Pundits and political analysts understood the magnitude of yesterday’s primary election in Indiana. They conjectured that the Hoosier State’s 57 delegate pack would be the deciding factor in the GOP primary race: if Trump won, it was over. As it played out, they were proven right.
After defeating Ted Cruz, the runner-up, by nearly 20%, Donald Trump secured Indiana’s delegates. And with the win, he too secured his spot as the last candidate remaining in the GOP primary race. Ted Cruz announced shortly after the polls closed that he would be suspending his campaign. "Together, we left it all on the field in Indiana. We gave it everything we’ve got, but the voters chose another path." The audience was palpably distraught, booing at the announcement and the realization that Trump would be the Party’s nominee in November.
Some held out hope that Kasich remaining in the race would potentially pose a delegate threat to Trump, if he could capture some of the delegates released by candidates that had dropped out in recent months. However, that beacon of light was short-lived, as individuals within the campaign indicated this morning that he, too, would be suspending his campaign, likely announcing at a press conference at 5PM tonight. CNBC and Fox News both tweeted this morning that this is confirmed.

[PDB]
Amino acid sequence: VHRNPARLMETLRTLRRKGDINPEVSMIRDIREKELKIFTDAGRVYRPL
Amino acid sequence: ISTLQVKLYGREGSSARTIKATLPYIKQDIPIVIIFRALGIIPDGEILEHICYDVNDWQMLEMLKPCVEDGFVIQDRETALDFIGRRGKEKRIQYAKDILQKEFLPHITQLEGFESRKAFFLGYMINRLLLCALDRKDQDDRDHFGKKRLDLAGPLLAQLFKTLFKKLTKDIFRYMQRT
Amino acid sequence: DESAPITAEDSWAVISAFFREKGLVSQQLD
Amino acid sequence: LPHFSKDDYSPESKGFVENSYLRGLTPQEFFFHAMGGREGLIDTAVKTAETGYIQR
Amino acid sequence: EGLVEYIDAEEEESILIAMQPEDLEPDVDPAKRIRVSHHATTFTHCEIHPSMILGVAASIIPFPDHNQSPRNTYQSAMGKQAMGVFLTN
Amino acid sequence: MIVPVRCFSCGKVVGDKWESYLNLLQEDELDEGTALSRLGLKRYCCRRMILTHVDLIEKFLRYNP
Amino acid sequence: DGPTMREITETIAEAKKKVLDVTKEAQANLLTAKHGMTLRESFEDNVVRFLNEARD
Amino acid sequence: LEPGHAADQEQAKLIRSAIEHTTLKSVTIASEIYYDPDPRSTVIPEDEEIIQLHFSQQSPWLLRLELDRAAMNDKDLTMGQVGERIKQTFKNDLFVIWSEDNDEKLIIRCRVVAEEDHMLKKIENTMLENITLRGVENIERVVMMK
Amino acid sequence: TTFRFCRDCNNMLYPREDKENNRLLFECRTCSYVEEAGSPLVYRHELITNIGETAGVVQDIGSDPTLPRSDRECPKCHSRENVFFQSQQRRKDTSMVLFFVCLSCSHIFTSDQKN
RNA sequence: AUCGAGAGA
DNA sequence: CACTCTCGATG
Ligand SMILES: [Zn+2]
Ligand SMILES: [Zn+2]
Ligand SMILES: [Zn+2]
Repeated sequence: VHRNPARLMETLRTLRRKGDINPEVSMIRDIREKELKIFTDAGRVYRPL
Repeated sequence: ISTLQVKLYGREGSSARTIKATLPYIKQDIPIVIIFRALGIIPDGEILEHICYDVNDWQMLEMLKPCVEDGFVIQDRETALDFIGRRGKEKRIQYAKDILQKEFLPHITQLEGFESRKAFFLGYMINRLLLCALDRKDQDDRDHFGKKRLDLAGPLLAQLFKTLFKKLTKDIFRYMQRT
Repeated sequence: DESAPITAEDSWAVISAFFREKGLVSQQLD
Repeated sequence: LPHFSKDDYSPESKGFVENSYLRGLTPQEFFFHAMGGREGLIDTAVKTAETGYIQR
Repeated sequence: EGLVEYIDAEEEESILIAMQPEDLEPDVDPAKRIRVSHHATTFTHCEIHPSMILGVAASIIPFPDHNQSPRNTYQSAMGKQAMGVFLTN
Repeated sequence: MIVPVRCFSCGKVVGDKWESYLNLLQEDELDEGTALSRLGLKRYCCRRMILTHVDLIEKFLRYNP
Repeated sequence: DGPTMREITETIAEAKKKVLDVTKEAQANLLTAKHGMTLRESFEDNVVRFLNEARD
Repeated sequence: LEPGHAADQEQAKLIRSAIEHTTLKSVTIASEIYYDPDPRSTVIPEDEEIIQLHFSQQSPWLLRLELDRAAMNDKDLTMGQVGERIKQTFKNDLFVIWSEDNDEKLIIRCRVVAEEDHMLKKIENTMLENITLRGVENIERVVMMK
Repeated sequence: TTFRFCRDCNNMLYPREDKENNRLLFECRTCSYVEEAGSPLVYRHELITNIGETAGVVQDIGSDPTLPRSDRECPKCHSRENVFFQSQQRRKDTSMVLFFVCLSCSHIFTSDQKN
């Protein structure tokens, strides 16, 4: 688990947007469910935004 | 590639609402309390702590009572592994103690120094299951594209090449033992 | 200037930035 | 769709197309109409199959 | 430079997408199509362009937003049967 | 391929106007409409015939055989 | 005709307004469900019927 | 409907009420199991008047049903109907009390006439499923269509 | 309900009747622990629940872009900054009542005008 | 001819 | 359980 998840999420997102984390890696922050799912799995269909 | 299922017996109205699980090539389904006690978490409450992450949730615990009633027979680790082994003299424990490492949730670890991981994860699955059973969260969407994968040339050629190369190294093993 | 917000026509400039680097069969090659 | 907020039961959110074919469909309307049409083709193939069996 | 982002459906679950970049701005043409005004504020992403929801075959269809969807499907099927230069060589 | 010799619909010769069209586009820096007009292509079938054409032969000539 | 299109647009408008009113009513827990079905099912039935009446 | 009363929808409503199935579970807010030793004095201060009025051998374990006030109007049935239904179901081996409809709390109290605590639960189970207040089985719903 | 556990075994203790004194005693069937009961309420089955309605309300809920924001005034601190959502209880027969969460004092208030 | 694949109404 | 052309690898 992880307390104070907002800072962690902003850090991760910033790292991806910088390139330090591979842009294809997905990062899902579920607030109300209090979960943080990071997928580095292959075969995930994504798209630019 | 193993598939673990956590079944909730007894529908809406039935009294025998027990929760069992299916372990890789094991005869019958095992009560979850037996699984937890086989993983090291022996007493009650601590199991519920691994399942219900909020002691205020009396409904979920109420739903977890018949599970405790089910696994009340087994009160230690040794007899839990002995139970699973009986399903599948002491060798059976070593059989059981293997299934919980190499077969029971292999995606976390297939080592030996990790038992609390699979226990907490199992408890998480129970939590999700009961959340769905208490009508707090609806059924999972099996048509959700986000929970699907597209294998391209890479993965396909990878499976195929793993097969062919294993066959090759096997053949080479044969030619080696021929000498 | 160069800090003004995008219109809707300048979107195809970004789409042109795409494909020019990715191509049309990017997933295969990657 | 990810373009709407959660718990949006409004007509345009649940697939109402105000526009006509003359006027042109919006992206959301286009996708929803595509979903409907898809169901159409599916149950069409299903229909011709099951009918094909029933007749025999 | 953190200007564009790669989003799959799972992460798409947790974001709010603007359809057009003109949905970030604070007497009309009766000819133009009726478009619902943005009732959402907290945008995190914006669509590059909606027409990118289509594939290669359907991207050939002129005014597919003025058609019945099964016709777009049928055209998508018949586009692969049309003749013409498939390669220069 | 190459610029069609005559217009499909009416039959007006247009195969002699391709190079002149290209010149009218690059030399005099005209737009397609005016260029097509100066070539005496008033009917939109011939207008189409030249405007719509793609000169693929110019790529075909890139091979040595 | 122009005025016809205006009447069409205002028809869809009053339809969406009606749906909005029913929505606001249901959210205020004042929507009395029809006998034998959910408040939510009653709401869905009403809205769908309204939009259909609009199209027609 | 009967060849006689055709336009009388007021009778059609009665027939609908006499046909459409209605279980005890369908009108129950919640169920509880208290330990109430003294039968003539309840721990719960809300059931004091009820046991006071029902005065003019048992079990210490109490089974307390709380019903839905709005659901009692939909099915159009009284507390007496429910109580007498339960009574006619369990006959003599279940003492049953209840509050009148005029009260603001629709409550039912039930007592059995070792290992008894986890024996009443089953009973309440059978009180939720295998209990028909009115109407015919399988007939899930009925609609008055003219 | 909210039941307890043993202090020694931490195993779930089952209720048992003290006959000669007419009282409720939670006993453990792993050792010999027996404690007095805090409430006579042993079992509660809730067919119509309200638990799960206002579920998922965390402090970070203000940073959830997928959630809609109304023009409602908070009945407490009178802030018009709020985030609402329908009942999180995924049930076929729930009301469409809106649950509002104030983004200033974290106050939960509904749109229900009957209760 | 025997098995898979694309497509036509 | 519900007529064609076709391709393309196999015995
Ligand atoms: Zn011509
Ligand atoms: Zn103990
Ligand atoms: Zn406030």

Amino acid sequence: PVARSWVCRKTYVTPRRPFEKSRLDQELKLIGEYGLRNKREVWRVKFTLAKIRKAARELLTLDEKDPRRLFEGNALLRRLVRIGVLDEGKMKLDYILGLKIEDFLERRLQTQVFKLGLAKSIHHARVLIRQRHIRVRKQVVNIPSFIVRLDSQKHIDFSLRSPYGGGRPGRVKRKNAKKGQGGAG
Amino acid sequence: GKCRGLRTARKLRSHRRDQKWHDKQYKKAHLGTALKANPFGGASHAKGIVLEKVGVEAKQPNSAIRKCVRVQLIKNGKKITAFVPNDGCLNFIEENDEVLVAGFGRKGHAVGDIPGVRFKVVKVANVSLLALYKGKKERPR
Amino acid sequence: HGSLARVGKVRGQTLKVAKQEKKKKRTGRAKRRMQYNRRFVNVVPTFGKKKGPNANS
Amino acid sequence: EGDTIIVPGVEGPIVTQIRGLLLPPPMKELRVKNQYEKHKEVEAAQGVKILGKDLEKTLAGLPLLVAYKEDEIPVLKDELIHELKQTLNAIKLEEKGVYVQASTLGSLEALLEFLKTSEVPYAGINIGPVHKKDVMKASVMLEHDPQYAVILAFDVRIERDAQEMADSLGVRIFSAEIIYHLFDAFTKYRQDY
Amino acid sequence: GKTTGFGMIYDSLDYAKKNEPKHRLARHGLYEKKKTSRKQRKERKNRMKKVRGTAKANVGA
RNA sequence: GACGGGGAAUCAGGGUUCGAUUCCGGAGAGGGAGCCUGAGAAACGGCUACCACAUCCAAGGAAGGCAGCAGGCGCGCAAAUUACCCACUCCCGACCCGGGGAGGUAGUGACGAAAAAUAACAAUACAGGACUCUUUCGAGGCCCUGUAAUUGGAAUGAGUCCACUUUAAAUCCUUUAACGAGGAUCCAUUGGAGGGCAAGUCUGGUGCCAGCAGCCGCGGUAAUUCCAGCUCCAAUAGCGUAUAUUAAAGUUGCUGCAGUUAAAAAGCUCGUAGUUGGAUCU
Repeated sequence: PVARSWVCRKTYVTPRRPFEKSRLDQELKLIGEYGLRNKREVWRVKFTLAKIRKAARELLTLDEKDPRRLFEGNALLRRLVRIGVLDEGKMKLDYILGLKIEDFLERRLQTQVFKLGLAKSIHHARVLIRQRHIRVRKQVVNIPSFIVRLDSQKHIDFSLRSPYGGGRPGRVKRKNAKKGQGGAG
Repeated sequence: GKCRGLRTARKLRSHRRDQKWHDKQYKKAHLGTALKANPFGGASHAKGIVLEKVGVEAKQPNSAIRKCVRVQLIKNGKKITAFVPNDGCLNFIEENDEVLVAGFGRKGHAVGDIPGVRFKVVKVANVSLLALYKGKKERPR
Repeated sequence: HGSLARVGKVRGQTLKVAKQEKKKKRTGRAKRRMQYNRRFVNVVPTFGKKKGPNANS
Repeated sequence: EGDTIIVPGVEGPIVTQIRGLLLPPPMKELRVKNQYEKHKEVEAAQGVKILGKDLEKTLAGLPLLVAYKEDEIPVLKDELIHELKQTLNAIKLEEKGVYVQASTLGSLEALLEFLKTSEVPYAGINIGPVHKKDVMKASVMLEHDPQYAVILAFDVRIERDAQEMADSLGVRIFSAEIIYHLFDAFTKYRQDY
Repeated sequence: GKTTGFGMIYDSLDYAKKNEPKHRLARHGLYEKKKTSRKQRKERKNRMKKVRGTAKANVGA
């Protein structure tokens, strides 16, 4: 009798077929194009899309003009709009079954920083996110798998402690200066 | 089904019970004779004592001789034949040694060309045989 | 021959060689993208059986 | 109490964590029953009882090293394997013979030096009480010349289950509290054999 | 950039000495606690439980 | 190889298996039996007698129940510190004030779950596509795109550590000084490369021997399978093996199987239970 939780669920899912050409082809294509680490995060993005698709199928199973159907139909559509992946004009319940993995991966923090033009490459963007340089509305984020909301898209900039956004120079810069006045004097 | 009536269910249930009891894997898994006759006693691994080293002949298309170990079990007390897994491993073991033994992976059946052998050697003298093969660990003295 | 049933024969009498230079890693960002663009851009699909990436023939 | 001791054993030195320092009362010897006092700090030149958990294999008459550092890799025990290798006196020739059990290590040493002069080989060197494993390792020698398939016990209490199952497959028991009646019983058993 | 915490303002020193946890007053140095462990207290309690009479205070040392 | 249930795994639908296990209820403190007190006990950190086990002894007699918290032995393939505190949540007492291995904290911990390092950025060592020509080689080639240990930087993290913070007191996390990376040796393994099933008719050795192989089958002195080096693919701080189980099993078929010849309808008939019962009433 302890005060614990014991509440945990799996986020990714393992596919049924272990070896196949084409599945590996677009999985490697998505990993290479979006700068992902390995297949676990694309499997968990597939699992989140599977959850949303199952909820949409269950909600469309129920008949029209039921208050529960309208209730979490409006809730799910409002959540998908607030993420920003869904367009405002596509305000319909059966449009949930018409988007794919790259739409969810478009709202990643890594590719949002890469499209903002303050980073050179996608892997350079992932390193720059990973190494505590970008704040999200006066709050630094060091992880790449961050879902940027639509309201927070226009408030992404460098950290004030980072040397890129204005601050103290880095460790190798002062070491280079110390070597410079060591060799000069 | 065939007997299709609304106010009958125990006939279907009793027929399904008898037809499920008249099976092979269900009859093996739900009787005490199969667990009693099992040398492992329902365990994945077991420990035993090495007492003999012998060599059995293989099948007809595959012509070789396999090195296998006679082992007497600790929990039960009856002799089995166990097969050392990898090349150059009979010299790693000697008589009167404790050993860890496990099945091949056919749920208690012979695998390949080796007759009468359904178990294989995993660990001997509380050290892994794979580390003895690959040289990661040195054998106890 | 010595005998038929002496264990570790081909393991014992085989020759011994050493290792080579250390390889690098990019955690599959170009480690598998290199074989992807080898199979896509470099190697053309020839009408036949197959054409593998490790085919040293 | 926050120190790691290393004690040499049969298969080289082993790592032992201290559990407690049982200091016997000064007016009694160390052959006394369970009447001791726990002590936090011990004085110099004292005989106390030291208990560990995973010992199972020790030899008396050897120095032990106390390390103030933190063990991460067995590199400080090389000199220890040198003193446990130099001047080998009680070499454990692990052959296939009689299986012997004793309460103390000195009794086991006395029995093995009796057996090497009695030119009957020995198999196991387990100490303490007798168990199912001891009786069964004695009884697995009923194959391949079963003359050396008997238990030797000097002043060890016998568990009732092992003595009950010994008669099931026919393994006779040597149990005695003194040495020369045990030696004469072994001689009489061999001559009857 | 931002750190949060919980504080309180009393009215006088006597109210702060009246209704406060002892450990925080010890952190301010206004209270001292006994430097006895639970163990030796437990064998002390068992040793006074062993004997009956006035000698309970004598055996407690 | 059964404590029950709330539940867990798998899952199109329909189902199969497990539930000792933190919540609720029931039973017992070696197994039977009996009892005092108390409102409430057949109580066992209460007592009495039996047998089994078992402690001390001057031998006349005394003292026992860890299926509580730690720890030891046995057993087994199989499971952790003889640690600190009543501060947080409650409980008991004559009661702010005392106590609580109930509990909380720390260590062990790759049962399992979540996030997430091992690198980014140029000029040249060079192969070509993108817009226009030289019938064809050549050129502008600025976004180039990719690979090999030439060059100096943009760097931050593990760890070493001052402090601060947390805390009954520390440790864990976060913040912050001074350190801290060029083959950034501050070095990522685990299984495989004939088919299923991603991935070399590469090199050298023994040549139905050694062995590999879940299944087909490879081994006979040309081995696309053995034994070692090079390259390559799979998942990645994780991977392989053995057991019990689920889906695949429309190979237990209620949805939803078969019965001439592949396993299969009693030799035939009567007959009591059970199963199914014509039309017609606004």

In Trump’s victory speech last night, he expressed respect for Cruz, saying that he sees a bright future for the senator and that Cruz is an incredible competitor. He has yet to comment on Kasich’s exit from the race.
And with this, Trump is the final contender. He did it. He proved everyone wrong. He took down the GOP Establishment. He took down political standards and norms, upended the notion that those with the most outside campaign financing will inevitably win. Recalling the media coverage of his campaign in August, one cannot help but feel slightly ridiculous for the way the mass media and nearly every analyst doubted the billionaire's potential to win.
It is important to note that there is still a chance that Trump does not win the Party nomination, albeit slim. According to certain legal scholars, fine-print rules regarding how delegates are distributed following the suspensions of campaigns could potentially pose a problem for Trump, but this has not been exhaustively explored at this point. Additionally, if Trump is able to secure the 1,237 delegate count, as it appears he will, such complicated rules will not even matter.
Are you surprised that Trump is the last GOP candidate left?